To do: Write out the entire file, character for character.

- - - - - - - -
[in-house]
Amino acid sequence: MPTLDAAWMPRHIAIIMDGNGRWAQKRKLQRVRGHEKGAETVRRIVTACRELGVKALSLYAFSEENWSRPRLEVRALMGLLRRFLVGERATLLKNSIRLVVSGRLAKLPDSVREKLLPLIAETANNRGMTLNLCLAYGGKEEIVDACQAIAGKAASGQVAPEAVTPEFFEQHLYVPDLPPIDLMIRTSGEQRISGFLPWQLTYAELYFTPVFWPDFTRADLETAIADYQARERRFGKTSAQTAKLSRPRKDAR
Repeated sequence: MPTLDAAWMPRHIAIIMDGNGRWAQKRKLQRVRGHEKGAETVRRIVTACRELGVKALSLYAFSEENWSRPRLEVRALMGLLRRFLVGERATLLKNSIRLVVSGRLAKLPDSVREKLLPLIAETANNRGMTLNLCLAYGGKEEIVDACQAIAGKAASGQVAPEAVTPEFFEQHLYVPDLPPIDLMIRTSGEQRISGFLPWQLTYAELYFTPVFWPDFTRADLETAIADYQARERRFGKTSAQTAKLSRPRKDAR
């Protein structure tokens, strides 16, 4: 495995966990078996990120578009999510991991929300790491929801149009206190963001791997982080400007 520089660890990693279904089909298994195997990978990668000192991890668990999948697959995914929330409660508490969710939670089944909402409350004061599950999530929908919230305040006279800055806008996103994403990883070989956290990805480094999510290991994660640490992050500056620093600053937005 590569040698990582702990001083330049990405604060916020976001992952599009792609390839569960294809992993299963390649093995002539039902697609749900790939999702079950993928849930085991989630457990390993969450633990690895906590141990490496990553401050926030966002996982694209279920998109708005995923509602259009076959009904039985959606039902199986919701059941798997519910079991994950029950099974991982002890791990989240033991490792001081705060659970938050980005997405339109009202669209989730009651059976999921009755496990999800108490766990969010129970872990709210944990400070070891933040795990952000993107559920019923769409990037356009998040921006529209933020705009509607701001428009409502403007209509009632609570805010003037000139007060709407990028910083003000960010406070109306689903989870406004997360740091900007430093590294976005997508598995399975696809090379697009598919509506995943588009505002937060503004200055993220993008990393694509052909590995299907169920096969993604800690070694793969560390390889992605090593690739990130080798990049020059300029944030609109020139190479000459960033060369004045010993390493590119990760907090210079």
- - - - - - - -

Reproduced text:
[in-house]
Amino acid sequence: MPTLDAAWMPRHIAIIMDGNGRWAQKRKLQRVRGHEKGAETVRRIVTACRELGVKALSLYAFSEENWSRPRLEVRALMGLLRRFLVGERATLLKNSIRLVVSGRLAKLPDSVREKLLPLIAETANNRGMTLNLCLAYGGKEEIVDACQAIAGKAASGQVAPEAVTPEFFEQHLYVPDLPPIDLMIRTSGEQRISGFLPWQLTYAELYFTPVFWPDFTRADLETAIADYQARERRFGKTSAQTAKLSRPRKDAR
Repeated sequence: MPTLDAAWMPRHIAIIMDGNGRWAQKRKLQRVRGHEKGAETVRRIVTACRELGVKALSLYAFSEENWSRPRLEVRALMGLLRRFLVGERATLLKNSIRLVVSGRLAKLPDSVREKLLPLIAETANNRGMTLNLCLAYGGKEEIVDACQAIAGKAASGQVAPEAVTPEFFEQHLYVPDLPPIDLMIRTSGEQRISGFLPWQLTYAELYFTPVFWPDFTRADLETAIADYQARERRFGKTSAQTAKLSRPRKDAR
């Protein structure tokens, strides 16, 4: 495995966990078996990120578009999510991991929300790491929801149009206190963001791997982080400007 520089660890990693279904089909298994195997990978990668000192991890668990999948697959995914929330409660508490969710939670089944909402409350004061599950999530929908919230305040006279800055806008996103994403990883070989956290990805480094999510290991994660640490992050500056620093600053937005 590569040698990582702990001083330049990405604060916020976001992952599009792609390839569960294809992993299963390649093995002539039902697609749900790939999702079950993928849930085991989630457990390993969450633990690895906590141990490496990553401050926030966002996982694209279920998109708005995923509602259009076959009904039985959606039902199986919701059941798997519910079991994950029950099974991982002890791990989240033991490792001081705060659970938050980005997405339109009202669209989730009651059976999921009755496990999800108490766990969010129970872990709210944990400070070891933040795990952000993107559920019923769409990037356009998040921006529209933020705009509607701001428009409502403007209509009632609570805010003037000139007060709407990028910083003000960010406070109306689903989870406004997360740091900007430093590294976005997508598995399975696809090379697009598919509506995943588009505002937060503004200055993220993008990393694509052909590995299907169920096969993604800690070694793969560390390889992605090593690739990130080798990049020059300029944030609109020139190479000459960033060369004045010993390493590119990760907090210079």